This exercise will provide you with insights into how different people may frame Equity and fairness and how you as a manager may need to help people address these framing issues.
Assume that you are a manager of a group of professional employees in the electronics industry. Ray Lambert, one of your employees, asks to meet with you. The company has just announced an opening for a team leader position in your group, and you know that Ray wants the job. You are unsure as to procced. Ray feels that he has earned the opportunity on the basis of his consistent efforts at work, but you see things a little differently. Since you hired him about ten years ago, he has been a solid but not outstanding employee. As a result, he has consistently received average performance evaluations, pay increases, and so forth. He actually makes somewhat less money today than a couple of other people with less tenure in the group because they have stronger performance records.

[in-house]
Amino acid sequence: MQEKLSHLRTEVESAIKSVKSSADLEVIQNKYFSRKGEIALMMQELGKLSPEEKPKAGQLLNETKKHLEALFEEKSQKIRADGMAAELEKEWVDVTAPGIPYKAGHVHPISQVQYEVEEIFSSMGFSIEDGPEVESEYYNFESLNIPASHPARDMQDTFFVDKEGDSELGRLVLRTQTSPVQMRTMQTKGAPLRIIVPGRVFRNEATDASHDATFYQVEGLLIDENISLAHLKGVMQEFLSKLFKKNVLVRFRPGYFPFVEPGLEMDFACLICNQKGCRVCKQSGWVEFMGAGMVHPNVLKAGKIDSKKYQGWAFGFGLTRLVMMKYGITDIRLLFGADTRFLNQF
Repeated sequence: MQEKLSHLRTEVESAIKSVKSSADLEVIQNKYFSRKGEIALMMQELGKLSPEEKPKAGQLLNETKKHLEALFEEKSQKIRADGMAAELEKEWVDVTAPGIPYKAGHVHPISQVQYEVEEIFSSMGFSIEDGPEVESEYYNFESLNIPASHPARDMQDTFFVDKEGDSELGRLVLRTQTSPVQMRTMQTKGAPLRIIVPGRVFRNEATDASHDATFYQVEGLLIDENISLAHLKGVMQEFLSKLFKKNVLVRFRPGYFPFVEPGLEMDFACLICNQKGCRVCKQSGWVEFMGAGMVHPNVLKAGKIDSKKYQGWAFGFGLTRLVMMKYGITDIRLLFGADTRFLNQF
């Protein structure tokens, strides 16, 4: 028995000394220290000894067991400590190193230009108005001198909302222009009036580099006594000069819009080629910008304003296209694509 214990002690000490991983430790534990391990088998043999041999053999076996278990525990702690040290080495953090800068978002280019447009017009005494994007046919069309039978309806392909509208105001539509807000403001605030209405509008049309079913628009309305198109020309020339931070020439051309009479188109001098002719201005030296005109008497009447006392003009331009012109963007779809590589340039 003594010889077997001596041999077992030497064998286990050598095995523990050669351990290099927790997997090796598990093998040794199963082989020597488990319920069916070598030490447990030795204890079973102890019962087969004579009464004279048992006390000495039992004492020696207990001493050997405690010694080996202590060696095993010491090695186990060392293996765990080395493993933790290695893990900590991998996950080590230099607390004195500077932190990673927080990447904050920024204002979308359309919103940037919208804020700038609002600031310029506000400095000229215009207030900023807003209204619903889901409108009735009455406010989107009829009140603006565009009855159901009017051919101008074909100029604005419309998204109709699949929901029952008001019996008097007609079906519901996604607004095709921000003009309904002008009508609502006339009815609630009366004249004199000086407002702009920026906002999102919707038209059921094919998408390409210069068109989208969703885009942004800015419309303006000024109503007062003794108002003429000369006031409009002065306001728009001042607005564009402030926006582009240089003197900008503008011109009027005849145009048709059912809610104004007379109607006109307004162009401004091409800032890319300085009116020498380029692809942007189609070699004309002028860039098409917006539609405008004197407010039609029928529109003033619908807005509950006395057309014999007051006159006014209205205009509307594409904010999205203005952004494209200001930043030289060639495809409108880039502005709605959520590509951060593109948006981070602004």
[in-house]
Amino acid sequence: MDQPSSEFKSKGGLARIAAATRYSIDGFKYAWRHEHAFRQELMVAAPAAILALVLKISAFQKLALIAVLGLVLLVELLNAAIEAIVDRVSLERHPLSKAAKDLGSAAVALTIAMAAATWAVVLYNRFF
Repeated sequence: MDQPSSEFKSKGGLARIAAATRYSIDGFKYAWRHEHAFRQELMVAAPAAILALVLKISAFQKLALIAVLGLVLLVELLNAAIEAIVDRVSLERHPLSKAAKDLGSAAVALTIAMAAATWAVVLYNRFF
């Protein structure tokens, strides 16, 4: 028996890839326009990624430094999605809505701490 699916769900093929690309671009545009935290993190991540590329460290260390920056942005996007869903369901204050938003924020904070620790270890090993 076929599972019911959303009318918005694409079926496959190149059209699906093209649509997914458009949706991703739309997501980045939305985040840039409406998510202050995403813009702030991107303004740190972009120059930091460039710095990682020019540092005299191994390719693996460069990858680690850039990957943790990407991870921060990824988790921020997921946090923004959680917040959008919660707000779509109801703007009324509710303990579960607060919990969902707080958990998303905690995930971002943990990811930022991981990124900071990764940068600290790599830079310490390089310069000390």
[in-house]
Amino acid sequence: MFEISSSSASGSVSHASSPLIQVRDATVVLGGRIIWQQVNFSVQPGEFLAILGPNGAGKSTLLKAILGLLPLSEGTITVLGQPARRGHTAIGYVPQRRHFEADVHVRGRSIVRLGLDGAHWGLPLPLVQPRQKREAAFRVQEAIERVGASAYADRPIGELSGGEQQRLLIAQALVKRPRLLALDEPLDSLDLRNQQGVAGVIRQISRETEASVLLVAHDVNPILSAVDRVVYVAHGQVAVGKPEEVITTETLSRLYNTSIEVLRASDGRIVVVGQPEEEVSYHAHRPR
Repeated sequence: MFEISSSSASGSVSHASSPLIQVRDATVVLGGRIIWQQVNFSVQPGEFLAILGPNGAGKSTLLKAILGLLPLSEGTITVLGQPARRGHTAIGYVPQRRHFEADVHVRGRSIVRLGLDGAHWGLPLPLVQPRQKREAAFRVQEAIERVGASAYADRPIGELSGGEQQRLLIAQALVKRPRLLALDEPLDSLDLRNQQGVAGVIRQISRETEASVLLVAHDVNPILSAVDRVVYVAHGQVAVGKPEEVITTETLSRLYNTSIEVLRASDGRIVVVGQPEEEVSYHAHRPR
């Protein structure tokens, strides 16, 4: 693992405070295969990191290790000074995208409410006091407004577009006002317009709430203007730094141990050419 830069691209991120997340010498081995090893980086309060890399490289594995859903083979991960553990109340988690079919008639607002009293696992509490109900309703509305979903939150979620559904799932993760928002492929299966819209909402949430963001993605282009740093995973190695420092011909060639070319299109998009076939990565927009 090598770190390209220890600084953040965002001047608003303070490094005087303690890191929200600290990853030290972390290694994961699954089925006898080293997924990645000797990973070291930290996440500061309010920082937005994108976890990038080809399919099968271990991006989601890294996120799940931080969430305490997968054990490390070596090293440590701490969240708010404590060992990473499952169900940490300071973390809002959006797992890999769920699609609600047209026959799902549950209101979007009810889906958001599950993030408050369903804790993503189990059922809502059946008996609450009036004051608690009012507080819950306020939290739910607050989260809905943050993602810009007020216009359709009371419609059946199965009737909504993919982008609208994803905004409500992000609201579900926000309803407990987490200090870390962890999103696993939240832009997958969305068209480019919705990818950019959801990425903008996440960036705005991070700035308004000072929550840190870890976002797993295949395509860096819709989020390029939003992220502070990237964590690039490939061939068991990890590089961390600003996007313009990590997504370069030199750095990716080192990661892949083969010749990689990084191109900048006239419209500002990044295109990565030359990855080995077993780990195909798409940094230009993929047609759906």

You really want to appoint another employee, Margot Sylvant, to the job. She has worked for the firm for only six years, but during that time, she has consistently been your top performer. You want to reward her performance, and you think she will do an excellent job as a team leader. On the other hand, you don’t want to lose Ray, a solid member of the group. In anticipation of both your upcoming meeting with Ray, and how things will work out after you appoint Margot.